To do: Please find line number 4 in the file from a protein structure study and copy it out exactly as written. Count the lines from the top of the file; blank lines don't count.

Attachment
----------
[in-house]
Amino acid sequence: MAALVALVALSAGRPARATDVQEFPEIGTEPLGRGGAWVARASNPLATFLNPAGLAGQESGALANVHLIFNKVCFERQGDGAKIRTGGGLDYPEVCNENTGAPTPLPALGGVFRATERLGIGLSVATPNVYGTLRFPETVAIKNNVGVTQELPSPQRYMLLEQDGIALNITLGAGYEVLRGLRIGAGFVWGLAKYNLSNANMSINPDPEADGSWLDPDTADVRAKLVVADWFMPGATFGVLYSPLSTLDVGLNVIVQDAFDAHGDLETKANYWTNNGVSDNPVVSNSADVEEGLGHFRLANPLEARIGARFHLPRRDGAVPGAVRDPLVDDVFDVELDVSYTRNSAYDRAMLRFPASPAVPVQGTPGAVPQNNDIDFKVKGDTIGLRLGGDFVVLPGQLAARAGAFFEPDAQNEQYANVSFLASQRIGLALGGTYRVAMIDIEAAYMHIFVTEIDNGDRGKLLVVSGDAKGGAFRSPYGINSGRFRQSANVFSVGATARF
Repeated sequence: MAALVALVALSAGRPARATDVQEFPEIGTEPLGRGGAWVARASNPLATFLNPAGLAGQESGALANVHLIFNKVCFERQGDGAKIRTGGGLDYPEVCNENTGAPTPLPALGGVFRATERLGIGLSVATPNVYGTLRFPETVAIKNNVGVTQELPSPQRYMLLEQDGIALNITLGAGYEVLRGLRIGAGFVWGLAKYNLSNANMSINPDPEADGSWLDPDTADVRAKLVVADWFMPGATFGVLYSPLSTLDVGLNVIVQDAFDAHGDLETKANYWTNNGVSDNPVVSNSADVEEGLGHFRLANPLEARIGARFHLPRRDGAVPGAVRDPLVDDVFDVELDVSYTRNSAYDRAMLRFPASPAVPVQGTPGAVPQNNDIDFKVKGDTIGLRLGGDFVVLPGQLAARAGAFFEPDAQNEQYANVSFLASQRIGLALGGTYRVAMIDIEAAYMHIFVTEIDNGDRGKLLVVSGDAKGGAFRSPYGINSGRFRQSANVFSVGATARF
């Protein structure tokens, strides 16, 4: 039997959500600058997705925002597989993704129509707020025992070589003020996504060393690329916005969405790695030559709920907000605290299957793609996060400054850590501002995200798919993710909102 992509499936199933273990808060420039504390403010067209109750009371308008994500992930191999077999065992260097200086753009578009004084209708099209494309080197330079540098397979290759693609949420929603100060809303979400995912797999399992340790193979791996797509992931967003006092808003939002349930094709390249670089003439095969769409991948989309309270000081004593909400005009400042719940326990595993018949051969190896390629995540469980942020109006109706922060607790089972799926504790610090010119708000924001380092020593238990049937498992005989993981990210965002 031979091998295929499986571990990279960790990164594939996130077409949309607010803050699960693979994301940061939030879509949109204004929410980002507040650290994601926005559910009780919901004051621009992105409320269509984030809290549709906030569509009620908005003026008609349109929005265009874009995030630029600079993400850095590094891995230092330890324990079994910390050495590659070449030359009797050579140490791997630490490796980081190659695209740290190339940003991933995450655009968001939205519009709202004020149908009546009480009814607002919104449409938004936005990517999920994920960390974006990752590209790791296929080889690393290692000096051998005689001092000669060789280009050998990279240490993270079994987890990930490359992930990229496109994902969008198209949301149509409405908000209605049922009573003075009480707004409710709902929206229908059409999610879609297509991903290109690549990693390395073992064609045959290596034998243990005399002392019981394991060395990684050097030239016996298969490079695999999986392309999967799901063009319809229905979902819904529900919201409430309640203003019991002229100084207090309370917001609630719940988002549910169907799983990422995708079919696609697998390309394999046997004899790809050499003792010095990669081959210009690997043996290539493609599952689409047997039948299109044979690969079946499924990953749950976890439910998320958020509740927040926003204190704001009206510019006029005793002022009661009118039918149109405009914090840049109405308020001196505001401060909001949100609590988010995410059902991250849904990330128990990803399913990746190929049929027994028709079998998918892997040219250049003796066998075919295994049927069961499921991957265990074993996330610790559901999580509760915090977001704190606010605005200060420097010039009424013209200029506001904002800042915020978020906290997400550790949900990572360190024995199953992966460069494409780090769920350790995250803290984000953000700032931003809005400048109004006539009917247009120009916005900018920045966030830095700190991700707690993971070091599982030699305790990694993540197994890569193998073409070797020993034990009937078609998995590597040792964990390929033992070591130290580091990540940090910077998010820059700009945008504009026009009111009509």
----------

């Protein structure tokens, strides 16, 4: 039997959500600058997705925002597989993704129509707020025992070589003020996504060393690329916005969405790695030559709920907000605290299957793609996060400054850590501002995200798919993710909102 992509499936199933273990808060420039504390403010067209109750009371308008994500992930191999077999065992260097200086753009578009004084209708099209494309080197330079540098397979290759693609949420929603100060809303979400995912797999399992340790193979791996797509992931967003006092808003939002349930094709390249670089003439095969769409991948989309309270000081004593909400005009400042719940326990595993018949051969190896390629995540469980942020109006109706922060607790089972799926504790610090010119708000924001380092020593238990049937498992005989993981990210965002 031979091998295929499986571990990279960790990164594939996130077409949309607010803050699960693979994301940061939030879509949109204004929410980002507040650290994601926005559910009780919901004051621009992105409320269509984030809290549709906030569509009620908005003026008609349109929005265009874009995030630029600079993400850095590094891995230092330890324990079994910390050495590659070449030359009797050579140490791997630490490796980081190659695209740290190339940003991933995450655009968001939205519009709202004020149908009546009480009814607002919104449409938004936005990517999920994920960390974006990752590209790791296929080889690393290692000096051998005689001092000669060789280009050998990279240490993270079994987890990930490359992930990229496109994902969008198209949301149509409405908000209605049922009573003075009480707004409710709902929206229908059409999610879609297509991903290109690549990693390395073992064609045959290596034998243990005399002392019981394991060395990684050097030239016996298969490079695999999986392309999967799901063009319809229905979902819904529900919201409430309640203003019991002229100084207090309370917001609630719940988002549910169907799983990422995708079919696609697998390309394999046997004899790809050499003792010095990669081959210009690997043996290539493609599952689409047997039948299109044979690969079946499924990953749950976890439910998320958020509740927040926003204190704001009206510019006029005793002022009661009118039918149109405009914090840049109405308020001196505001401060909001949100609590988010995410059902991250849904990330128990990803399913990746190929049929027994028709079998998918892997040219250049003796066998075919295994049927069961499921991957265990074993996330610790559901999580509760915090977001704190606010605005200060420097010039009424013209200029506001904002800042915020978020906290997400550790949900990572360190024995199953992966460069494409780090769920350790995250803290984000953000700032931003809005400048109004006539009917247009120009916005900018920045966030830095700190991700707690993971070091599982030699305790990694993540197994890569193998073409070797020993034990009937078609998995590597040792964990390929033992070591130290580091990540940090910077998010820059700009945008504009026009009111009509």